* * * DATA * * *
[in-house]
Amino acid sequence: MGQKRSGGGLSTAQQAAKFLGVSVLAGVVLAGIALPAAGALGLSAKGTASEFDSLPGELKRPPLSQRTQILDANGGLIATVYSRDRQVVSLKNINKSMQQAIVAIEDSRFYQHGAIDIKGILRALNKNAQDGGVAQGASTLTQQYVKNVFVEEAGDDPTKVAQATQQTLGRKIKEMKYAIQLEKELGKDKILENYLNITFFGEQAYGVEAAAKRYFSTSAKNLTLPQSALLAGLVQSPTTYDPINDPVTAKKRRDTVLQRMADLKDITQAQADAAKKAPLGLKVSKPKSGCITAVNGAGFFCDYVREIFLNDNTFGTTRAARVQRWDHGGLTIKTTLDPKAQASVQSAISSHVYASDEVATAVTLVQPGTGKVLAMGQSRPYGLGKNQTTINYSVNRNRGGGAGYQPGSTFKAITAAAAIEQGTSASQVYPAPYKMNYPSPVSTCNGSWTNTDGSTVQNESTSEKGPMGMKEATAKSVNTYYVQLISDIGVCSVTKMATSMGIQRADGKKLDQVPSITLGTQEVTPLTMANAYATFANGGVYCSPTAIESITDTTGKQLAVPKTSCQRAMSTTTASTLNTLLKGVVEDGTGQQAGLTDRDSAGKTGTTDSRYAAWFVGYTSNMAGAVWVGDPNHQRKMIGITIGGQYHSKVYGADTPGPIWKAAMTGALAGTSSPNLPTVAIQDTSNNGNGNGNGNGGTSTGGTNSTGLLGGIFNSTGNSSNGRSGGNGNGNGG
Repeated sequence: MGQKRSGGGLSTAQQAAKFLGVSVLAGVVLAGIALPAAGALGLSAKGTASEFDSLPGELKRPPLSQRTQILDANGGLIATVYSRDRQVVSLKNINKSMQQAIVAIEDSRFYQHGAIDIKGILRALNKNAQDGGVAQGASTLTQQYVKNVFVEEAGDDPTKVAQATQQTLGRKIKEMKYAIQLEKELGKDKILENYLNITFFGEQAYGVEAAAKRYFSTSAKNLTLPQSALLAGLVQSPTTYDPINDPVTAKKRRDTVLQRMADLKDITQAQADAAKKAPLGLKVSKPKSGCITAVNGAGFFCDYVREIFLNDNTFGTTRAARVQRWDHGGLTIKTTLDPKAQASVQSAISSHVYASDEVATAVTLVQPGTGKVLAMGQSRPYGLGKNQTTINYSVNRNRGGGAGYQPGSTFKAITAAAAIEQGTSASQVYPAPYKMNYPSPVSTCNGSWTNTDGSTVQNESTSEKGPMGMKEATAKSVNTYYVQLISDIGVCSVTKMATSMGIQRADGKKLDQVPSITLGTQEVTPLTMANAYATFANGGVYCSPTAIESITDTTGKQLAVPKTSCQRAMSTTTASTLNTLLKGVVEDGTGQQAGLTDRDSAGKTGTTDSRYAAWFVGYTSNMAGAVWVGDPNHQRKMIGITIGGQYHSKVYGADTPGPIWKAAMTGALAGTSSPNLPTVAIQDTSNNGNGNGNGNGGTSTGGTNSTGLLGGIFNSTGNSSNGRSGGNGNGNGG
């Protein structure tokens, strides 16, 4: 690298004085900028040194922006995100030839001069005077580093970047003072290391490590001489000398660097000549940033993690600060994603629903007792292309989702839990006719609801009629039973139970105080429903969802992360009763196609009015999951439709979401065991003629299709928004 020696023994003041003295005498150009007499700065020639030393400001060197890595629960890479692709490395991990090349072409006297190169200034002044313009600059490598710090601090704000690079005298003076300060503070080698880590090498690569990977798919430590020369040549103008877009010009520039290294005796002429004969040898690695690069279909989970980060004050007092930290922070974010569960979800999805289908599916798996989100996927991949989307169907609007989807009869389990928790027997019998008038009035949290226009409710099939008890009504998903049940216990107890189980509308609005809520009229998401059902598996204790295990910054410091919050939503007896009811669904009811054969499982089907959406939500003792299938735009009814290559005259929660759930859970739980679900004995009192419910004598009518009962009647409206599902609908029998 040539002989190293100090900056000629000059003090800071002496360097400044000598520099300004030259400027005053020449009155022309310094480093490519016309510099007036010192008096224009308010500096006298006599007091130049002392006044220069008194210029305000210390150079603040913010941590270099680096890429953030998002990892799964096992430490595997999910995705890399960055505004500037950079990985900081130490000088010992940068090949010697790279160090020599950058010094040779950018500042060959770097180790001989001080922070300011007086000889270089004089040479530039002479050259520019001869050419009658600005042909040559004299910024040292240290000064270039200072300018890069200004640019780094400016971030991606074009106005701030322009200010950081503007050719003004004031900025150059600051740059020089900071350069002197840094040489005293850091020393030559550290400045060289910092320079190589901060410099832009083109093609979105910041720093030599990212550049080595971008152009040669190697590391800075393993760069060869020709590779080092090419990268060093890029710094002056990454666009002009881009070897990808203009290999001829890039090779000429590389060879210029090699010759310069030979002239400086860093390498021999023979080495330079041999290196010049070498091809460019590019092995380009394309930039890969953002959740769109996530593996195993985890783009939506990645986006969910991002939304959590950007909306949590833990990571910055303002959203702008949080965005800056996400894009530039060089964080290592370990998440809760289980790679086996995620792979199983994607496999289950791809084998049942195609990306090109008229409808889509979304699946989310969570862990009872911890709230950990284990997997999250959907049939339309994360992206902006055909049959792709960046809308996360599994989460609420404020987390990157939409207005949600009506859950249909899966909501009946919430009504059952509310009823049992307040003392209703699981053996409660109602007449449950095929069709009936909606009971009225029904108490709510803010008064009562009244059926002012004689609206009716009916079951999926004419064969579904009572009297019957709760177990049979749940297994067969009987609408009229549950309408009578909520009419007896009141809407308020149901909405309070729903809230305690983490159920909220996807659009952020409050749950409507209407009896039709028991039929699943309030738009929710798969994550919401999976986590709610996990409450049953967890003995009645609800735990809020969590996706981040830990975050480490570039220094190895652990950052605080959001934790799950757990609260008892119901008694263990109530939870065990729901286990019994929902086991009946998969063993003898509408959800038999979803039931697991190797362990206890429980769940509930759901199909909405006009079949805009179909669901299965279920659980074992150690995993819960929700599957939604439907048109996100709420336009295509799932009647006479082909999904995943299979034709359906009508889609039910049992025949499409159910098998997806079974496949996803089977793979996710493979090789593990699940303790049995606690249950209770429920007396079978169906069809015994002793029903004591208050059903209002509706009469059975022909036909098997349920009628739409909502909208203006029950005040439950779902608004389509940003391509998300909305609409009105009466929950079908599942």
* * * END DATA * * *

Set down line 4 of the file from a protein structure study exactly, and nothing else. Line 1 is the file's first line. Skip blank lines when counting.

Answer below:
């Protein structure tokens, strides 16, 4: 690298004085900028040194922006995100030839001069005077580093970047003072290391490590001489000398660097000549940033993690600060994603629903007792292309989702839990006719609801009629039973139970105080429903969802992360009763196609009015999951439709979401065991003629299709928004 020696023994003041003295005498150009007499700065020639030393400001060197890595629960890479692709490395991990090349072409006297190169200034002044313009600059490598710090601090704000690079005298003076300060503070080698880590090498690569990977798919430590020369040549103008877009010009520039290294005796002429004969040898690695690069279909989970980060004050007092930290922070974010569960979800999805289908599916798996989100996927991949989307169907609007989807009869389990928790027997019998008038009035949290226009409710099939008890009504998903049940216990107890189980509308609005809520009229998401059902598996204790295990910054410091919050939503007896009811669904009811054969499982089907959406939500003792299938735009009814290559005259929660759930859970739980679900004995009192419910004598009518009962009647409206599902609908029998 040539002989190293100090900056000629000059003090800071002496360097400044000598520099300004030259400027005053020449009155022309310094480093490519016309510099007036010192008096224009308010500096006298006599007091130049002392006044220069008194210029305000210390150079603040913010941590270099680096890429953030998002990892799964096992430490595997999910995705890399960055505004500037950079990985900081130490000088010992940068090949010697790279160090020599950058010094040779950018500042060959770097180790001989001080922070300011007086000889270089004089040479530039002479050259520019001869050419009658600005042909040559004299910024040292240290000064270039200072300018890069200004640019780094400016971030991606074009106005701030322009200010950081503007050719003004004031900025150059600051740059020089900071350069002197840094040489005293850091020393030559550290400045060289910092320079190589901060410099832009083109093609979105910041720093030599990212550049080595971008152009040669190697590391800075393993760069060869020709590779080092090419990268060093890029710094002056990454666009002009881009070897990808203009290999001829890039090779000429590389060879210029090699010759310069030979002239400086860093390498021999023979080495330079041999290196010049070498091809460019590019092995380009394309930039890969953002959740769109996530593996195993985890783009939506990645986006969910991002939304959590950007909306949590833990990571910055303002959203702008949080965005800056996400894009530039060089964080290592370990998440809760289980790679086996995620792979199983994607496999289950791809084998049942195609990306090109008229409808889509979304699946989310969570862990009872911890709230950990284990997997999250959907049939339309994360992206902006055909049959792709960046809308996360599994989460609420404020987390990157939409207005949600009506859950249909899966909501009946919430009504059952509310009823049992307040003392209703699981053996409660109602007449449950095929069709009936909606009971009225029904108490709510803010008064009562009244059926002012004689609206009716009916079951999926004419064969579904009572009297019957709760177990049979749940297994067969009987609408009229549950309408009578909520009419007896009141809407308020149901909405309070729903809230305690983490159920909220996807659009952020409050749950409507209407009896039709028991039929699943309030738009929710798969994550919401999976986590709610996990409450049953967890003995009645609800735990809020969590996706981040830990975050480490570039220094190895652990950052605080959001934790799950757990609260008892119901008694263990109530939870065990729901286990019994929902086991009946998969063993003898509408959800038999979803039931697991190797362990206890429980769940509930759901199909909405006009079949805009179909669901299965279920659980074992150690995993819960929700599957939604439907048109996100709420336009295509799932009647006479082909999904995943299979034709359906009508889609039910049992025949499409159910098998997806079974496949996803089977793979996710493979090789593990699940303790049995606690249950209770429920007396079978169906069809015994002793029903004591208050059903209002509706009469059975022909036909098997349920009628739409909502909208203006029950005040439950779902608004389509940003391509998300909305609409009105009466929950079908599942």